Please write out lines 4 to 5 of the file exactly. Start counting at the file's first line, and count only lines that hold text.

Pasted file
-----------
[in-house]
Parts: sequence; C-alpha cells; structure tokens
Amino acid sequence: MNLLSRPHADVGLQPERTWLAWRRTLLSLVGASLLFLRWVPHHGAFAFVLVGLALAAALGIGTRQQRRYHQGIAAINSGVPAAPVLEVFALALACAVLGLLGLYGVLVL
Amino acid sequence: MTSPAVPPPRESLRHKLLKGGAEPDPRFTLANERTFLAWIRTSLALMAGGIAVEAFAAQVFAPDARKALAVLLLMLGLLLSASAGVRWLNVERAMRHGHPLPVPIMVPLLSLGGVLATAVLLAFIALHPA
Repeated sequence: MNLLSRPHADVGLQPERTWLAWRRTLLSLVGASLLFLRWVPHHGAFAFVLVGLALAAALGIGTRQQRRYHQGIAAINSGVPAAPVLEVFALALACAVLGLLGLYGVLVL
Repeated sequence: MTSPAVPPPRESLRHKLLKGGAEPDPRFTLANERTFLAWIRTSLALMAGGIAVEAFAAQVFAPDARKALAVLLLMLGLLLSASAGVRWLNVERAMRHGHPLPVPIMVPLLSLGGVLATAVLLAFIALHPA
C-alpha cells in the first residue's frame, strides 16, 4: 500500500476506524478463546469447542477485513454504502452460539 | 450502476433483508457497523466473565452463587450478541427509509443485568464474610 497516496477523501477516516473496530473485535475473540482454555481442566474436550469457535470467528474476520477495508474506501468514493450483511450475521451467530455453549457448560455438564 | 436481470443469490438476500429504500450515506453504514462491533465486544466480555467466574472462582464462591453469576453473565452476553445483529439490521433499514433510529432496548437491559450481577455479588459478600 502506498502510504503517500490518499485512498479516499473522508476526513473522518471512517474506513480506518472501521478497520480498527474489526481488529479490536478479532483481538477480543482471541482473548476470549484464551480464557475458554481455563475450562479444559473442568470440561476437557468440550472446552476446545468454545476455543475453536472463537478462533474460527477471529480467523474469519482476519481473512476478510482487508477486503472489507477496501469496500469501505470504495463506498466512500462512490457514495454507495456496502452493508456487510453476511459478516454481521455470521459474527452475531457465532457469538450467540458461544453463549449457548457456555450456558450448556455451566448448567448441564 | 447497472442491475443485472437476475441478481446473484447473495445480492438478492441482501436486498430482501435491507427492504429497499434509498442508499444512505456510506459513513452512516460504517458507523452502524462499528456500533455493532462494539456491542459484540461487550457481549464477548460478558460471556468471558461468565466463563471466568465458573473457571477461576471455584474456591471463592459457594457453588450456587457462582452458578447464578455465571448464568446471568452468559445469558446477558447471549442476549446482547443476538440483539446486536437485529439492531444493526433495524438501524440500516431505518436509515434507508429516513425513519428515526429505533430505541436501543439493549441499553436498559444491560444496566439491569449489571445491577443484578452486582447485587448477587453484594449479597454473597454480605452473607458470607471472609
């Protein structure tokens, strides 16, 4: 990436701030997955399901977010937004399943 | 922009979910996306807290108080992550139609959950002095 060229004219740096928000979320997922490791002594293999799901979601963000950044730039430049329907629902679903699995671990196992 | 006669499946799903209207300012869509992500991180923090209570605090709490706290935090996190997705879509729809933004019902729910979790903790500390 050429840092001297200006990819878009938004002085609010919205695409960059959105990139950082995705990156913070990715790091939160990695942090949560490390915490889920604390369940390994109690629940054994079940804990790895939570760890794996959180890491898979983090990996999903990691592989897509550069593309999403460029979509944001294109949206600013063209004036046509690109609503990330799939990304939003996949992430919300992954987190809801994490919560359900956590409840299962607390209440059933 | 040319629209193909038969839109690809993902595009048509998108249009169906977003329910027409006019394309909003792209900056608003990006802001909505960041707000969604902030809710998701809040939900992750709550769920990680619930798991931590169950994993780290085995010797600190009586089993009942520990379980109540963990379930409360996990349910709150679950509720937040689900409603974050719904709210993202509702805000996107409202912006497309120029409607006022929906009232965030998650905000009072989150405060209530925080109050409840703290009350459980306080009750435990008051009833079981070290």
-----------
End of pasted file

Amino acid sequence: MTSPAVPPPRESLRHKLLKGGAEPDPRFTLANERTFLAWIRTSLALMAGGIAVEAFAAQVFAPDARKALAVLLLMLGLLLSASAGVRWLNVERAMRHGHPLPVPIMVPLLSLGGVLATAVLLAFIALHPA
Repeated sequence: MNLLSRPHADVGLQPERTWLAWRRTLLSLVGASLLFLRWVPHHGAFAFVLVGLALAAALGIGTRQQRRYHQGIAAINSGVPAAPVLEVFALALACAVLGLLGLYGVLVL